Training Ground: From Fallujah to Columbia University

PETER KIM
Columbia University, 25, Undeclared major

When were you in Iraq?
February through August of 2004

What were you doing there?
My billet was as the Legal Chief for I MEF (I Marine Expeditionary Force).

Why did you choose to go to Iraq?
I didn’t really choose to go. Uncle Sam did. Just kidding. Honestly, as a Marine, you want to be part of the fight. I was part of the rear echelon during the actual invasion in March of 2003. I was lucky enough to deploy to Iraq after it was determined that Marine Forces would relieve 82d Airborne.

Were you going to school before you enlisted?
I was attending SUNY Buffalo prior to my enlistment. I decided to enlist in the Marine Corps after my first year, which, like most freshmen, was spent learning the chemistry of beer and shots. I was subsequently activated in 2003 to active duty in support of the war on terrorism.

Did you plan on returning to school after you were finished with Iraq?
I planned on continuing my education. While I was in Iraq, I made the decision of putting in a transfer application to Columbia. My family wanted me closer to home (I’m from New York) and I had always wanted to attend Columbia. The greatest regrets in life are the chances you never take. So upon my return, I took a chance (my family didn’t know until I was accepted). Fortunately for me, it was a chance that paid off.

What was your typical day like?
My days varied as my tasks varied. There were days when I would be on convoys ‘ which meant much longer hours. Days that would be spent in our ‘office,’ where I would wake up at around 6 a.m., get dressed and go to work. I would work until about 5-6 p.m. and grab dinner with the rest of my shop. Afterwards, we kept actual ‘work’ to a minimum and had a decompression period where we would discuss what occurred and what we need to do the next day. Every Sunday, we would climb to a roof of one of the buildings, light up a cigar and watch the evening missions on the city of Fallujah. There were also days where we would go into the towns and villages around Fallujah to build up relations. You could even say it was a humanitarian mission that we embarked on.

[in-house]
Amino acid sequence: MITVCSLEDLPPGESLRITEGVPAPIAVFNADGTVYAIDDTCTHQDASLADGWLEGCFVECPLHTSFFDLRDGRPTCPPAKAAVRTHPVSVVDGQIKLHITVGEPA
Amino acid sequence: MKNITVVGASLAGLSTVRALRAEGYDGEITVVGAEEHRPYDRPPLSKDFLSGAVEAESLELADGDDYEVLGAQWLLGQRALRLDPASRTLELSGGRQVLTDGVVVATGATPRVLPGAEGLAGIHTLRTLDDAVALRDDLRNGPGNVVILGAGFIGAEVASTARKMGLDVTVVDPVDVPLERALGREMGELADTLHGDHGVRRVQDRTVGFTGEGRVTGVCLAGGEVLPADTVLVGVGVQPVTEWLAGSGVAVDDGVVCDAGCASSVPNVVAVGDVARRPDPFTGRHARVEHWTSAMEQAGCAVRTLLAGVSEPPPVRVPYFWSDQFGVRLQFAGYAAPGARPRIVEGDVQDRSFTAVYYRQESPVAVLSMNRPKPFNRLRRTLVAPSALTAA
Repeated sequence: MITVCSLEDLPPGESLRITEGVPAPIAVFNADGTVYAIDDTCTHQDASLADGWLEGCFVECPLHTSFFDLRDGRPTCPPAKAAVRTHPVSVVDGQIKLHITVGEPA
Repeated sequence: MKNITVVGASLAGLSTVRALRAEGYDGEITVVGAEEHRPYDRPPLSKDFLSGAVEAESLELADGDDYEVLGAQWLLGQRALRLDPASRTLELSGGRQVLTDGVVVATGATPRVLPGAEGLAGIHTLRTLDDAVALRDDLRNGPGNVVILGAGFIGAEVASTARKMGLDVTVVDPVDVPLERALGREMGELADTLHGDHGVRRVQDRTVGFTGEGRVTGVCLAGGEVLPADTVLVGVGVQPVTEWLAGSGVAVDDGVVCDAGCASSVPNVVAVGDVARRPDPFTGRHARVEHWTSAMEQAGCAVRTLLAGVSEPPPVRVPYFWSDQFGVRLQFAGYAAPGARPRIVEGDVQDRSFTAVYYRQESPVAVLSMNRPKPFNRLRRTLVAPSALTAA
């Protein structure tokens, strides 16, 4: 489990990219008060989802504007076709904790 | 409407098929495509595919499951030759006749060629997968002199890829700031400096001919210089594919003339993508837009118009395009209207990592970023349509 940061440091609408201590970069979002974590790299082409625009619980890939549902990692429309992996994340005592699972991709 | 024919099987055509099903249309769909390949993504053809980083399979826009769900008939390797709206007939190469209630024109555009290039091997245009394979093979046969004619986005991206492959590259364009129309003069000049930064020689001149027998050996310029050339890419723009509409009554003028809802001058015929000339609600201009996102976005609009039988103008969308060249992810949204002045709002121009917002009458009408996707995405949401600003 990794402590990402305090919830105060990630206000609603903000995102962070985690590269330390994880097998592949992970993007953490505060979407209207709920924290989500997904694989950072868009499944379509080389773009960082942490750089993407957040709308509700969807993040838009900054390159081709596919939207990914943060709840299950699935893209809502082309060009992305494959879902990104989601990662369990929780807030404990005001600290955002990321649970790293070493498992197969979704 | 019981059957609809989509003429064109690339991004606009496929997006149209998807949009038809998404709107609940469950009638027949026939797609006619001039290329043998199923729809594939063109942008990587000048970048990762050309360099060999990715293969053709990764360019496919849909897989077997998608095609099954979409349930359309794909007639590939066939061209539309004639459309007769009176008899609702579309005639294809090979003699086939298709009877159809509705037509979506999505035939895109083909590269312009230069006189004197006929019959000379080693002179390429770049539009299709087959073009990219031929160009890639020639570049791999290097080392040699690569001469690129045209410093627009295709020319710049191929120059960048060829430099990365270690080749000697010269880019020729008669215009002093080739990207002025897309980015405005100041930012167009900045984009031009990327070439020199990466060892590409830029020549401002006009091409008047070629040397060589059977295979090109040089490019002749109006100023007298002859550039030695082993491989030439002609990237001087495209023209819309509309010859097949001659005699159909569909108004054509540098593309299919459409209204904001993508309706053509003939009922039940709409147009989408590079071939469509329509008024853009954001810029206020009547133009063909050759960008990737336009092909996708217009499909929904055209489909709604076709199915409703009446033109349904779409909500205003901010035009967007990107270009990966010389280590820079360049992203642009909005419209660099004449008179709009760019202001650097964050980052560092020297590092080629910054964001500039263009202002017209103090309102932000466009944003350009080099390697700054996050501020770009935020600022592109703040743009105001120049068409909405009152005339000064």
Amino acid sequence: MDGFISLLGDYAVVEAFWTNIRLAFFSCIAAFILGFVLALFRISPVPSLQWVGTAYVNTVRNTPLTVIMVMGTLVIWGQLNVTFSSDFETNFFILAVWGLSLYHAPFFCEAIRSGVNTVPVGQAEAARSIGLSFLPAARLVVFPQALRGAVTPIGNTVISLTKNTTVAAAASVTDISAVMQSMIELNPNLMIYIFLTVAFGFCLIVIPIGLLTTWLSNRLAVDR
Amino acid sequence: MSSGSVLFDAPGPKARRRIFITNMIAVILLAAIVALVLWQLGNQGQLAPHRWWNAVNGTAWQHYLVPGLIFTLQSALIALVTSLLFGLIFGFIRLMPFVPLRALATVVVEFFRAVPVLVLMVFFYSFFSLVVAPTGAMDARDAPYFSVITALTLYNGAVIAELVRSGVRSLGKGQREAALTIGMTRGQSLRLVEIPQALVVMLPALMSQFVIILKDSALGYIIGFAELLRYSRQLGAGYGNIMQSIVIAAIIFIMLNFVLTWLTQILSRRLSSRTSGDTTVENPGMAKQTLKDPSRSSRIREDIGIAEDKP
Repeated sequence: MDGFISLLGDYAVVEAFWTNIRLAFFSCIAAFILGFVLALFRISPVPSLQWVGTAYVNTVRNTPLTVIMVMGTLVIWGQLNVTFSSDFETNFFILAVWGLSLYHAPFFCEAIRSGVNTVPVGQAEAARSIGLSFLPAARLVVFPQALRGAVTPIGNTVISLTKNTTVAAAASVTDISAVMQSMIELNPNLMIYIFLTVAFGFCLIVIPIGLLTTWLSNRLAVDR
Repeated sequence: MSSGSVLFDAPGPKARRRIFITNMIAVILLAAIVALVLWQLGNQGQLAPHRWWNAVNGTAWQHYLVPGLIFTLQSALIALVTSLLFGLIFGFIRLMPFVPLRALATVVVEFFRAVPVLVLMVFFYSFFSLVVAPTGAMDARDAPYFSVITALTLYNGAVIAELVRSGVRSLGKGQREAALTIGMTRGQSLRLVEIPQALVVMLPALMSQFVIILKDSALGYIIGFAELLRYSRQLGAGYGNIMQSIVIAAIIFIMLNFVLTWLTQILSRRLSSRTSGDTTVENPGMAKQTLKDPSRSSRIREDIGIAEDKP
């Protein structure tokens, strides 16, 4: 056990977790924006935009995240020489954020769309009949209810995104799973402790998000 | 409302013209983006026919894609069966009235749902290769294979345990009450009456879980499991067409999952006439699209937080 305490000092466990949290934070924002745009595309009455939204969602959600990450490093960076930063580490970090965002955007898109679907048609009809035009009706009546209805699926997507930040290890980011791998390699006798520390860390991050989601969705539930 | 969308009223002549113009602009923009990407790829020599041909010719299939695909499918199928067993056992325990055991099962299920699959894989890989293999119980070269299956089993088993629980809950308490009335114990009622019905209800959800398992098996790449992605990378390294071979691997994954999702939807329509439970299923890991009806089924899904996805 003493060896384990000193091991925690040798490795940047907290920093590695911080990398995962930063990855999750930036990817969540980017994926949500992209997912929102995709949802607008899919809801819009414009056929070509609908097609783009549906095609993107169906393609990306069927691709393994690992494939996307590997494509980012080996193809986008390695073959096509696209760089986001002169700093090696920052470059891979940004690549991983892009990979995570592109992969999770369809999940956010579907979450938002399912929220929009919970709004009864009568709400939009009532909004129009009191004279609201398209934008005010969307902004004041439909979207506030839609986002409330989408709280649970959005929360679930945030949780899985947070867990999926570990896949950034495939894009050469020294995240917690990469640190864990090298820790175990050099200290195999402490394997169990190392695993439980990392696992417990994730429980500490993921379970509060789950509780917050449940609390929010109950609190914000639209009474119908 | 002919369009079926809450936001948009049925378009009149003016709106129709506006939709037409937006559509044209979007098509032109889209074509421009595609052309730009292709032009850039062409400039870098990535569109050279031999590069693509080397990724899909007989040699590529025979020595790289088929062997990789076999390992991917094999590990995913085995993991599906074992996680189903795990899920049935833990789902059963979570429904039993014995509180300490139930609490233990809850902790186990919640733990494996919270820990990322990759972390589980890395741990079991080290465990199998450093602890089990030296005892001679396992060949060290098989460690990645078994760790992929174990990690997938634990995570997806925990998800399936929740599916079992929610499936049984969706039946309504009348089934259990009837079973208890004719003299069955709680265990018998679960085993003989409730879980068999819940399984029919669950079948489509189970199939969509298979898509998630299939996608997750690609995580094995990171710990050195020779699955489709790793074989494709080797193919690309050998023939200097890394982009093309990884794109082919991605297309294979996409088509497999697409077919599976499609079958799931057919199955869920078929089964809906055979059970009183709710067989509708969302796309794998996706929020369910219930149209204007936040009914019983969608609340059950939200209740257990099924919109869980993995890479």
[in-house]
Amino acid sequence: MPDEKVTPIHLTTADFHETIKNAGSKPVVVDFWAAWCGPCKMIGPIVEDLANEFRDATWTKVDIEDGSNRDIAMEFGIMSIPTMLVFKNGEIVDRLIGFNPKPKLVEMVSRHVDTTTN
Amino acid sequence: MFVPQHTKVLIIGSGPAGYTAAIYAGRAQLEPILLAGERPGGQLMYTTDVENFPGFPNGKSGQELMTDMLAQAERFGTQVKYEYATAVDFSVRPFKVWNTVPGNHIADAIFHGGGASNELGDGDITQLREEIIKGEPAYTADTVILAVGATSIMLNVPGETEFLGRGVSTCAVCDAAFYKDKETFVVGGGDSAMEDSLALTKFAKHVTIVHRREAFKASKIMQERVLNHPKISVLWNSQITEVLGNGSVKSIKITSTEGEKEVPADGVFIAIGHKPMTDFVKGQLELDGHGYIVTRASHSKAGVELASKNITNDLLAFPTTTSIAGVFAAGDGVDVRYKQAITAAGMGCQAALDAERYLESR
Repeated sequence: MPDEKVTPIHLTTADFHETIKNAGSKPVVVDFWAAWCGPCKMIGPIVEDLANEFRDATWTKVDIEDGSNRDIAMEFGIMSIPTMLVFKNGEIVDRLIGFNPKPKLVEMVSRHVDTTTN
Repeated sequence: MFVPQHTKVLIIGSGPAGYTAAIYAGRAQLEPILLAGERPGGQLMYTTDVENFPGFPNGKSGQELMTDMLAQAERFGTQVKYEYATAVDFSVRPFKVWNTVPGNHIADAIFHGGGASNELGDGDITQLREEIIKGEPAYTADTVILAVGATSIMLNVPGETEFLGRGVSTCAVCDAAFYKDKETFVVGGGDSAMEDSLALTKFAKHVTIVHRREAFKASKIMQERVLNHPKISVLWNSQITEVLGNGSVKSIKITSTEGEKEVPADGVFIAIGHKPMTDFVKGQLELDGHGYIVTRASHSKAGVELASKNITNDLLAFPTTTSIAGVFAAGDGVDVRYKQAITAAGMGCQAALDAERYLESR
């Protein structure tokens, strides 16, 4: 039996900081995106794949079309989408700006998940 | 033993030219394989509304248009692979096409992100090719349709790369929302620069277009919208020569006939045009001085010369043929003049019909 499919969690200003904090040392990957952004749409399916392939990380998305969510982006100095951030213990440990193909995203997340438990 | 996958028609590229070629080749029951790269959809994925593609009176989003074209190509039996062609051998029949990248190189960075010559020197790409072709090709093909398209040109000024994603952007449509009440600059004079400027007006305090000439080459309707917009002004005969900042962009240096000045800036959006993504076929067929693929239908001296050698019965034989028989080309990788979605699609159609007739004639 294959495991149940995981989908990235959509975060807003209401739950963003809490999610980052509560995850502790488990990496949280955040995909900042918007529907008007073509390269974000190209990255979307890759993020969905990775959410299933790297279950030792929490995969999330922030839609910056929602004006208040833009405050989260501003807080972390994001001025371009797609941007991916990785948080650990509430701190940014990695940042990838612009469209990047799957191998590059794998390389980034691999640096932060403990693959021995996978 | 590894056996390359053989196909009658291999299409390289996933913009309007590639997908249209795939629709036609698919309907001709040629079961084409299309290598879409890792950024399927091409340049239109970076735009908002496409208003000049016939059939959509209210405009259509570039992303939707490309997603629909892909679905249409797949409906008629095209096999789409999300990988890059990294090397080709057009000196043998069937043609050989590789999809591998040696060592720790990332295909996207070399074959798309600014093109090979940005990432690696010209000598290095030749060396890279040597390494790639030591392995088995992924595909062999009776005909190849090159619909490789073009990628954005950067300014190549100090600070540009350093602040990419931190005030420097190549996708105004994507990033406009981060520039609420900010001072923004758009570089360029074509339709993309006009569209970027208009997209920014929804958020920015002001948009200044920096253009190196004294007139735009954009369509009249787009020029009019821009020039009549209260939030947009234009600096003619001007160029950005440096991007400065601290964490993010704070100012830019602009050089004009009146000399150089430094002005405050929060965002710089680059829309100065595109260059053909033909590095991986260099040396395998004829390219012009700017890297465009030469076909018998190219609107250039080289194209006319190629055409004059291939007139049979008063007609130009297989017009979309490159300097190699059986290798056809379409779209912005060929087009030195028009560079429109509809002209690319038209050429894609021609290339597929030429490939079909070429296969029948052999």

Were you ever shot at?
While doing humanitarian missions into local villages, there were incidences where we were fired on; however, we never fired back due to collateral damage and inability to positively identify the enemy. In addition to small arms fire, we were constantly bombarded with mortar and rocket attacks into our camp.

Do you support the war? Are we there for a good reason?
That is a loaded question in this day and age. I would have to say yes. I had the opportunity to see the poverty and anguish that these people live in. For example, part of my job was to help facilitate payments to the locals due to the damages caused to their property during the fighting; we went into these villages consistently. During one of these visits, a child who was about five- or six-years-old followed me. He kept pointing and pulling on the pen I had stuck to my interceptor vest (bullet proof vest), so at the end of my visit I handed him the pen. I jumped onto the back of the humvee and witnessed something that to this day chokes me up. An older man, I would guess his father or uncle, kept trying to pry the pen away from the boy and when he did not succeed proceeded to beat him until he let go. These people are so poor that even the cheap pen was a treasure.

Looking back, are you glad you went?
I would never trade my experiences in Iraq for anything else. It was there that I learned a lot about myself and fostered friendships that will last a lifetime.

What made you leave college and return to college?
I would like to finish my education and move on to serve my country once again. This time, I would trade my combat boots for shoes I could wear in the hallowed halls of our government.

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